A Light Serving Globally
At 4am, Monday August 6, I will be embarking on my first international service mission with members of my Hope Church family as we begin our travels to Haiti. .
We will be serving with Second Chance Haiti, the organization’s mission states, “We exist to provide a second chance for the children of Haiti so that each can have a relationship with Christ and make a forever impact.”
On July 22, our pastor Tadd Grandstaff, shared this prayer with us, “God break my heart for things that break your heart and give me the wisdom and courage to do something about it.”
Our pastor asked us to think about how and why we serve (here is a link to Tadd’s message titled “The Poor and Powerless”).
Tadd shared three reasons why we should not serve:
1. For attention sake
2. To earn praise
3. To feed our pride
And three reasons to serve:
1. To meet a need
2. To give hope
3. To obey God
God wants us to be salt and light to the world. Salt is our influence in the world and light is our testimony to the world.
Recently, I have reflected on how my life can be a source of grace and hope. I realize this is an ongoing process. By trusting God we dispel darkness and we begin to see life differently.
I ask that you think about a time that someone gave you hope during a time that was difficult.
How are we to give hope to our friends, our neighbors, and even strangers that we encounter?
How do we serve? Why do we serve?
Early this week I posted the following video about serving.
I learned a great deal from my grandfather, John Thomas, Papa who role modeled for me being the salt and light in the world as I watched him interact with people in his Exxon Gas Station in Baskerville, Virginia. He never knew a stranger and welcomed all. He instilled in me the importance of being kind and listening to other’s stories. He was hardworking and didn’t see his job as only providing a “customer service”, actually serving alongside with his friends, neighbors and strangers.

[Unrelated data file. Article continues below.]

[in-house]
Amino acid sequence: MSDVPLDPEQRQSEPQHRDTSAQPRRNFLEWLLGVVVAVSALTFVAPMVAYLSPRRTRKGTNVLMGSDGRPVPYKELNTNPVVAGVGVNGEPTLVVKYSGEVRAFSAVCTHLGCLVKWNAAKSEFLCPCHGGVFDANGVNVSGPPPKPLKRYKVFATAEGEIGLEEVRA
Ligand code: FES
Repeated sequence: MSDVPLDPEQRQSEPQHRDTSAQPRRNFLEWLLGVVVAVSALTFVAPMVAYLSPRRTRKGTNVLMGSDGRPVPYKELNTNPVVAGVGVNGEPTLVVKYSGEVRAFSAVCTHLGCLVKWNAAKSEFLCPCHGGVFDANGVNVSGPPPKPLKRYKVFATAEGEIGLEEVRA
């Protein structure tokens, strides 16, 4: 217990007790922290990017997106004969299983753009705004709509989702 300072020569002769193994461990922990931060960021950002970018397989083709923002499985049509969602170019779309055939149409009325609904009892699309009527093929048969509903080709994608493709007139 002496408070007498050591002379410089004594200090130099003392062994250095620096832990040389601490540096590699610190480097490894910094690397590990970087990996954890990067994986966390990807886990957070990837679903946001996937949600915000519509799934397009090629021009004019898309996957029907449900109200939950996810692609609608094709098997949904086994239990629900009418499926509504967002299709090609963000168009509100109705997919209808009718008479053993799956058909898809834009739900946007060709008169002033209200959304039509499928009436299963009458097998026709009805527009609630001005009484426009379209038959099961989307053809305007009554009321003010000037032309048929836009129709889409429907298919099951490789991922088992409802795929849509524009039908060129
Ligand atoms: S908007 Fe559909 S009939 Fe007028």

A few years ago I wrote this poem about my grandfather.
Hours on end he works to earn a dollar
Hardworkn' man who isn't wearn' a shirt with a collar
Traveln' the pavement early to the store on the corner
Responsibility to be there a duty of an owner
Unlockn' the door to start a new day
Turnn' the light enjoyn' the stay
First visitor of the day stops in to visit
On a worn wooden crate, a great place to sit
Midday has arrived time for somethn' to eat
Microwave cheeseburger, ketchup in the fridge, takn' a seat
Little girls the love of his life spendn' time at the store
Eatn' rat cheese from the box always wantn' more
Vendors drop by what is he needn'
Leavn' the store to check on the cows who need feedn'
Back to the store it's almost seven
Turn the key to the Pontiac, engine revn'
Makn' it home for supper time
Scarfn' down homemade biscuits after workn' for a dime
Belly full, eyes closed snorn' at the table
Wake up for a bit sittin' in the recliner watchn' cable
Time to hit the sack and start dreamn'
Visions of farmn’ and pond water gleamn'
Roosters are crown' time to wake up
Startn early again, brewn' a big cup
My grandfather valued hard work, even more though, he valued connecting with others in the community.
You may be asking why I shared this poem. For me the line, “First visitor of the day stops in to visit
On a worn wooden crate, a great place to sit” stands out to me. Many days in the summer I would spend time with Papa at the store and I remember all walks of life from the community who would come in and sit on a crate to drink a glass of bottled Coca-Cola or eat a can of beanie weenies and sit for hours talking with Papa. Many times Papa would provide sustenance on the house. He showed me the importance of being there for others.
In the video I mention a past post, A Serving Light, where I share a few experiences regarding my service in various communities. In addition, I shared a quote in the video the recently was on a post from Second Chance Haiti, “We don’t want to do good to feel good. We want to do good to get out of the way and allow a capable community to be more sufficient on their own.”
Our Hope family came together the evening of July 22 to watch the documentary titled, “Poverty, Inc.” The film strikes at the core of traditional understandings regarding international assistance by sharing the move from a paternalistic process to true partnerships. I highly recommend viewing the film.
As we are serving our local communities or we are traveling abroad to serve those in need, we must focus on the communities needs and not our own agenda of what we believe the community needs.
As mentioned, the documentary discusses moving away from paternalism to intentionally designed partnerships. Through partnerships we serve with a focus on the people’s passions and the country’s passions (not ours).
God will be by our side as we are guided by the people’s vision not a western agenda.
There is still much to learn as a light serving globally:
I look forward to sharing with all of you refekectiovs and experiences when I return from Haiti. I will be disconnecting from social media for the upcoming week as we depart for Haiti, there will be much learning and sharing of God’s love.
My August 10th Friendly Light Friday blog post will be shared on Monday, August 13th.